New research suggests that tail claws in huge armored dinosaurs known as ankylosaurs may have evolved to hit each other rather than deter hungry predators. This is a complete change from what was previously believed.
Prior to the paper published today in Biology Letters, most scientists looked at the dinosaur’s tailbone, a prominent bony prominence consisting of two oval-shaped knobs, primarily as a defense against predation. The team behind the new paper argues that this isn’t necessarily the case. To make their claims, they focus on years of ankylosaur research, analysis of the fossil record, and data from an exceptionally well-preserved specimen. Zuul crurivastator.
Actually, Zuul’s name embraces the previous idea. While “Zuul” refers to the creature in the original Ghost Hunterstwo Latin words that make up the species name grumpy (shin or handle) and extender (destroyer). Hence, the destroyer of the shins: a direct reference to where the dinosaur’s stick might have struck approaching tyrannosaurs or other theropods.
However, this name was given when only the skull and tail were removed from the rock on which the fossil was covered. After years of resourceful work by fossil preparers at the Royal Ontario Museum, Zuul’s entire back and flanks have been revealed, providing important clues as to what the tailbone might have targeted.
Lead author Dr. Victoria Arbor is currently the Curator of Paleontology at the Royal British Columbia Museum, but is a former NSERC postdoctoral fellow at the Royal Ontario Museum in Toronto. It has been Zuul’s home since 2016, two years after his initial discovery in Montana. He spent years studying ankylosaurs, a type of dinosaur that appears in the fossil record from the Jurassic to the end of the Cretaceous. Some ankylosaur species have tail clubs, while others, known as nodosaurs, do not. This difference raises some questions about what these structures are used for.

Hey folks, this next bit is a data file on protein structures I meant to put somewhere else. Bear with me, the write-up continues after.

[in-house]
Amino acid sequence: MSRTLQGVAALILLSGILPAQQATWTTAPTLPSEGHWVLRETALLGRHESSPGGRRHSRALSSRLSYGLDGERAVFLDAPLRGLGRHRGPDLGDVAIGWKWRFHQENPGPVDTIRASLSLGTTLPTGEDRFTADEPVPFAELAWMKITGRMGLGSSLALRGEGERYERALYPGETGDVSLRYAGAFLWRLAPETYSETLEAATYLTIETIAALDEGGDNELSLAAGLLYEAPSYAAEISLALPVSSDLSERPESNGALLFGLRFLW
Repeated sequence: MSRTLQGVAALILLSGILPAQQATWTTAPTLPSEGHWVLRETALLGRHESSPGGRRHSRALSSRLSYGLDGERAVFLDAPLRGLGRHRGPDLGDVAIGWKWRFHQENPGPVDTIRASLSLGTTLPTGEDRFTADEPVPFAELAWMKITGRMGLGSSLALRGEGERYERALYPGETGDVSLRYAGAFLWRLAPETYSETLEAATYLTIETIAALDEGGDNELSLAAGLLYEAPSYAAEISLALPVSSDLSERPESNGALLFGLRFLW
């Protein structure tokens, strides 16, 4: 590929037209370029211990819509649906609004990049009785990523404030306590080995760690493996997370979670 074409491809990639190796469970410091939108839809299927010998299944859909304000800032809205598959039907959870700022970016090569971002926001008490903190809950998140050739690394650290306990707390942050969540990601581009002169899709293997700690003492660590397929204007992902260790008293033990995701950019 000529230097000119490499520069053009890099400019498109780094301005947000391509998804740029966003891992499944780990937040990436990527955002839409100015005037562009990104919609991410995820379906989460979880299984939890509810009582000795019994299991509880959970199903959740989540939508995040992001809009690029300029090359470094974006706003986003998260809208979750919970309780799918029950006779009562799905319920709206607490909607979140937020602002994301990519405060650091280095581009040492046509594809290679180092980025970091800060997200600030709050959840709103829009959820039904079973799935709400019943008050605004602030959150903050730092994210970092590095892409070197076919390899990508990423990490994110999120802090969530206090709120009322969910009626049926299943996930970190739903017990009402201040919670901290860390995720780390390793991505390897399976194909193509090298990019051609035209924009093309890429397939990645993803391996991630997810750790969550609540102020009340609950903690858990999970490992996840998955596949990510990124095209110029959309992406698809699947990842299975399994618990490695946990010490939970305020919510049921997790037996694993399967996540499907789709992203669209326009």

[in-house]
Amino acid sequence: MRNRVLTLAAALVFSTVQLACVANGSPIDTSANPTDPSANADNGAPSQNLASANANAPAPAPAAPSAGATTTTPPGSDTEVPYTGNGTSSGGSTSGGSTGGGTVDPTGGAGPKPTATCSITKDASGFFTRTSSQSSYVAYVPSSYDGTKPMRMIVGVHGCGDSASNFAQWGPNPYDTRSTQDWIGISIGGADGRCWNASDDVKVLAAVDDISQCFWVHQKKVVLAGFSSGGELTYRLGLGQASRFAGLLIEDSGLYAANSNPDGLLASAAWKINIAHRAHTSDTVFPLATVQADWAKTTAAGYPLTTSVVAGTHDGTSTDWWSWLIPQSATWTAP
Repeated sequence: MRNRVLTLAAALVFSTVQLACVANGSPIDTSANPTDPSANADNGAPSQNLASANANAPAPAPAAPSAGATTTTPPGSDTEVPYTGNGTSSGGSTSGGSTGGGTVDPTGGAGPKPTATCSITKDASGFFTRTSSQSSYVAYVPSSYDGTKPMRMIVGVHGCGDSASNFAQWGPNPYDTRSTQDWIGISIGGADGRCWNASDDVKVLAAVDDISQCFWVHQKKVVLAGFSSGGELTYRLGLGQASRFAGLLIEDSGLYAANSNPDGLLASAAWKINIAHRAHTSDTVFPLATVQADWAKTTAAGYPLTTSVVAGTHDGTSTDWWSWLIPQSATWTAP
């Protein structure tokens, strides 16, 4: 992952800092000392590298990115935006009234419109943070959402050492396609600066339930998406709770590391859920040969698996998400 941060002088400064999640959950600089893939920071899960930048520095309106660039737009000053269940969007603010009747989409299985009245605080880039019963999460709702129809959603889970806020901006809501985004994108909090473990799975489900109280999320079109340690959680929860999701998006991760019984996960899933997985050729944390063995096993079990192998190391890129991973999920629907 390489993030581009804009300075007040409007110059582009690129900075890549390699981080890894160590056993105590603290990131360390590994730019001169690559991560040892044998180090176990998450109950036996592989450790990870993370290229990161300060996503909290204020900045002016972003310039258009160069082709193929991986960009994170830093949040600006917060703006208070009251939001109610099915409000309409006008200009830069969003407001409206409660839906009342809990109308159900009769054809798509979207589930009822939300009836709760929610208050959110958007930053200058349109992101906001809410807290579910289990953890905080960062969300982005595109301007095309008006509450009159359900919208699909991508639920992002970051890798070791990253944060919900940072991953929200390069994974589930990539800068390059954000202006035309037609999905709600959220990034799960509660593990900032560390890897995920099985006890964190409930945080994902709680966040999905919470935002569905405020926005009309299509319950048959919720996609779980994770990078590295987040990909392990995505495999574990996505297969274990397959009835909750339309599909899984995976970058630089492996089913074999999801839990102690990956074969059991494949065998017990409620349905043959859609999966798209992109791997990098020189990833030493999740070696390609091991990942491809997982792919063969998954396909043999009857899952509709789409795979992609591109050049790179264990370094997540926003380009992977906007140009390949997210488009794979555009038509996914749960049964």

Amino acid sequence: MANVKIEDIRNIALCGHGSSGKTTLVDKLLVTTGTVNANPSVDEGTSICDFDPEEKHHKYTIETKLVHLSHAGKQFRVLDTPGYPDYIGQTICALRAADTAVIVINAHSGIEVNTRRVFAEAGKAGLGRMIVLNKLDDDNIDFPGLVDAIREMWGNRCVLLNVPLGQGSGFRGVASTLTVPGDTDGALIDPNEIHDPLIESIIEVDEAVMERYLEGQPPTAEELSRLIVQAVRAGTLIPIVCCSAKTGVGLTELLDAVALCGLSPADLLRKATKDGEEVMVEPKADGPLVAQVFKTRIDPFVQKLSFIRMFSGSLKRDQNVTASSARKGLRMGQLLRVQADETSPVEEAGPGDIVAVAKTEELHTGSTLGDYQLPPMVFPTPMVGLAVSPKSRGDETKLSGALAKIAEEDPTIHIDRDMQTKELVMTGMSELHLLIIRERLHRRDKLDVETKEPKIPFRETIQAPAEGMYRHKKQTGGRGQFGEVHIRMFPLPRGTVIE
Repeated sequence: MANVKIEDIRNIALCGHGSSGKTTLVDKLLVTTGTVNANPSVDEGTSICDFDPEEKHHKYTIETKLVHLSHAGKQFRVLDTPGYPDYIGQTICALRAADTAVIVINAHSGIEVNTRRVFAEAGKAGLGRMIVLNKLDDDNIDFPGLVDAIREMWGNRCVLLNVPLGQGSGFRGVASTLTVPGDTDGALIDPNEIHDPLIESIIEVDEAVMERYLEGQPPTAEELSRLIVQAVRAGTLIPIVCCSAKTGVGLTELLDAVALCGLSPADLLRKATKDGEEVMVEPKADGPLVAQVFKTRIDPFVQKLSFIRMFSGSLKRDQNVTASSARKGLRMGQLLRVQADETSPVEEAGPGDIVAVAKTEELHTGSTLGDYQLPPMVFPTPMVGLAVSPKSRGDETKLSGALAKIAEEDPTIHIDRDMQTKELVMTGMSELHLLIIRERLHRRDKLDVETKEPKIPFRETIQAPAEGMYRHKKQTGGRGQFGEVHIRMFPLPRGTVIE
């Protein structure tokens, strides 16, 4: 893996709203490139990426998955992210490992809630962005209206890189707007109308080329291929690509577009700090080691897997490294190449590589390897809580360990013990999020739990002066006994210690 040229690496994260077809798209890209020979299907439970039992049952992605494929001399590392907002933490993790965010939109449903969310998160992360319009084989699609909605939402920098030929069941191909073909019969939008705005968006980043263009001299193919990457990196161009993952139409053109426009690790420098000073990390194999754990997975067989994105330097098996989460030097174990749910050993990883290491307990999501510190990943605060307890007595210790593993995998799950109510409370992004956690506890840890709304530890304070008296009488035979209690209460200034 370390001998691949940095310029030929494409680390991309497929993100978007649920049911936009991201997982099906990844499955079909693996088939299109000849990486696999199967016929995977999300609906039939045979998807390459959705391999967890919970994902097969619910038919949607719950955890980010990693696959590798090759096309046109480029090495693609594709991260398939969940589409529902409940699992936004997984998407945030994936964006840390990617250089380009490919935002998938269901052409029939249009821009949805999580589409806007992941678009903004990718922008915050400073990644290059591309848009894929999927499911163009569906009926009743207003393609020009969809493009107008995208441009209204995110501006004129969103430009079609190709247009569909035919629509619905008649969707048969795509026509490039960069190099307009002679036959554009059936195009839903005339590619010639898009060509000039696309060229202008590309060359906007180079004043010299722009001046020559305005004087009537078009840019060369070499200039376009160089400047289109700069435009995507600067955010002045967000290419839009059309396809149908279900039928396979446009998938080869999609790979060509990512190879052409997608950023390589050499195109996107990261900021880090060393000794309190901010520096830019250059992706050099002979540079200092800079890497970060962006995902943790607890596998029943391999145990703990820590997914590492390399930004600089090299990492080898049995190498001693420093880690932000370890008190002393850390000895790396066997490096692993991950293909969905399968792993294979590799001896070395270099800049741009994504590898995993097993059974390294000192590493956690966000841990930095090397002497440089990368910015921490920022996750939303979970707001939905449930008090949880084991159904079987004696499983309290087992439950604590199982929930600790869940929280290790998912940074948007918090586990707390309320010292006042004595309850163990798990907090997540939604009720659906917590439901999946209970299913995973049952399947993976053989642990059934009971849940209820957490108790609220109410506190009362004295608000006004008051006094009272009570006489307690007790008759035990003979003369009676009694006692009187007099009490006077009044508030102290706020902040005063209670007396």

“‘Can they use their tails as weapons?’ “Who are they using this weapon against?” Arbor explained. “That’s where I really started to think about it.
In 2009, he wrote a paper suggesting that ankylosaurs might have used their tail sticks for interspecies combat with other ankylosaurs. This study focused on the potential effect of tail sticks when used as a weapon, especially since sticks come in a variety of shapes and sizes, and in some species they are not even present until the animal matures. By measuring existing fossil tail sticks and estimating the strength of the blows they could produce, he found that the smaller sticks (about 200 millimeters or half a foot) were too small to be used as a defense against predators.
He suggested further research, noting that if ankylosaurs were using them for interspecies combat, one could expect to see injuries on their adult flanks, as an ankylosaur’s tail could only ever wag.
Having an opinion about an extinct animal is one thing, having evidence is another. Ankylosaur fossils are generally rare; Dinosaurs that protect tissue to be damaged in these fights are much rarer. It’s amazing, therefore, that the Arbor was able to put his ideas to the test thanks to an animal with all of its back – most and all of its skin – intact.
“I came up with the idea that depending on how they rank up against each other, we would expect to take damage on the flanks,” Arbor told Ars. “And then ten years and a little later, we found this wonderful skeleton of Zuul damaged right where we thought we could see it. And that was pretty exciting!”
Zuul’s back and sides are covered with various spikes and bony structures called osteoderm. Just as Arbor predicted, there is evidence of broken and injured osteoderms on either side of the wings, some of which appear to have healed.
“We also did some basic statistics to show that the scars are not randomly distributed throughout the body,” he continued. “They’re really only limited to the sides in the areas around the hips. This cannot be explained by mere random chance. seems more likely [the result of] repetitive behavior.”
There are only a handful of well-preserved ankylosaurs, including at least one of a nodosaur named Borealopelta in the Royal Tyrrell Museum. The authors note that there were no comparable injuries in known nodosaurs, an important point. As previously mentioned, nodosaurs did not have tails and therefore could not use them against each other.
Equally important, the damage is not accompanied by evidence of hunting. No bite marks, puncture wounds, or bruises were found anywhere on Zuul’s body.